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Eating out / Savory dorayaki pancakes they won’t let you take home

The Japan News

Freshly baked “an-butter dorayaki” is served at Sennari Monaka Honpo’s Sugamo branch in Sugamo, Toshima Ward, Tokyo. Behind the dorayaki are a black pepper mill and different kinds of salt.

By Yuka Kumakura / Japan News Staff WriterTokyo’s Sugamo district — a place known as “the grannies’ Harajuku” after the fashion district — is also a paradise for Japanese confectionery lovers, with lots of classic confectioners selling the local signature sweet, shio-daifuku (salty, sweet red bean paste-filled mochi).

As I was strolling in the area recently, I was expecting to buy some shio-daifuku, but the sweet smell of dorayaki pancakes being baked at a shop front made me change my mind. I ordered an “an-butter dorayaki” (¥210, about $1.90) at Sennari Monaka Honpo.

Dorayaki consist of two small pancakes aroud a filling of “an” sweet bean paste, and they are a popular small gift to bring when visiting someone’s home. However, upon ordering my dorayaki, a shop worker asked if I would mind eating it at the shop instead of taking it home.

“We use no additives, and we’re especially concerned about food safety because an-butter dorayaki contains a fresh dairy product,” said Emi Odomo, the third-generation owner of the business. “To avoid any issues, we ask customers to eat the dorayaki at the shop.”

Five minutes after placing my order, a palm-sized warm, fluffy pancake sandwich filled with not-too-sweet an paste and a pat of slightly-salted butter was served.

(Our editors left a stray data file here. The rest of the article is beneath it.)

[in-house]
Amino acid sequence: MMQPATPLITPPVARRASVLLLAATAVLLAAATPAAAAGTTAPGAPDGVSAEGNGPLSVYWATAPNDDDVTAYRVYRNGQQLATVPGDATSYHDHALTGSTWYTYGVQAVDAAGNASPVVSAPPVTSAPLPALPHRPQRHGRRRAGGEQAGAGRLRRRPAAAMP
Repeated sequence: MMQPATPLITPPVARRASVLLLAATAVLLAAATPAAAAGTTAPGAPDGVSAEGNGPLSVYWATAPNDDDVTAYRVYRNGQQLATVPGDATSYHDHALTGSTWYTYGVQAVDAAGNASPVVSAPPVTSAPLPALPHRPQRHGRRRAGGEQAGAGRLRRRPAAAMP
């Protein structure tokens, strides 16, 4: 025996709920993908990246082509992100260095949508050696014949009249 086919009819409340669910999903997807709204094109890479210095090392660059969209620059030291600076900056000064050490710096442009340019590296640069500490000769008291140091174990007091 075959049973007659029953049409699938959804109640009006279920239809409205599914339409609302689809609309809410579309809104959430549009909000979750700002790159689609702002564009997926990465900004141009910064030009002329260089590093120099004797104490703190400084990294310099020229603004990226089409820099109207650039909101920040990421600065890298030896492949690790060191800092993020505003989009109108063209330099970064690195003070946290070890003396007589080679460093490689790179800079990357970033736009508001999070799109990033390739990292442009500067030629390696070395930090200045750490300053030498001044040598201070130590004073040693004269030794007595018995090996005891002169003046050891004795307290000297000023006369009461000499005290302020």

“Sprinkle salt or grind some black pepper over the an paste and butter. They go well,” a staff member told me as he served the food, pointing at the condiments on the table.

I took a bite without adding any seasoning. The slice of butter gave it a rich and milky taste. I could imagine that salt would enhance the sweetness of the an paste. But what about pepper? It is a combination that most Japanese people would never think of when eating dorayaki. Adding pepper gave the snack a fresh, savory aroma and makes it different from ordinary sweets.

Established about 80 years ago, the shop’s signature sweets are monaka (bean jam-filled wafers), hence its name. But freshly baked dorayaki are also a big draw for customers. Although the shop began selling dorayaki so long ago, it wasn’t until last September that it began selling them with butter.

Although Odomo grew up the daughter of a confectionery shop owner, she said she “doesn't like sweets very much.” But, she “likes trying new things as a daughter of a businessperson.” Thanks to her innovative spirit, the shop attracts both sweet-toothed types and people who prefer moderate sweetness. Mugicha barley tea is offered free of charge, making a perfect afternoon snack break. Each day’s dorayaki are usually sold out by around 4 p.m.

 

Sennari Monaka Honpo’s Sugamo branch

Open: 9 a.m.-7 p.m. daily

Address: 3-28-8 Sugamo, Toshima Ward, Tokyo

Phone: (03) 3917-8885

English menu available

To find out more about Japan’s attractions, visit http://the-japan-news.com/news/d&d

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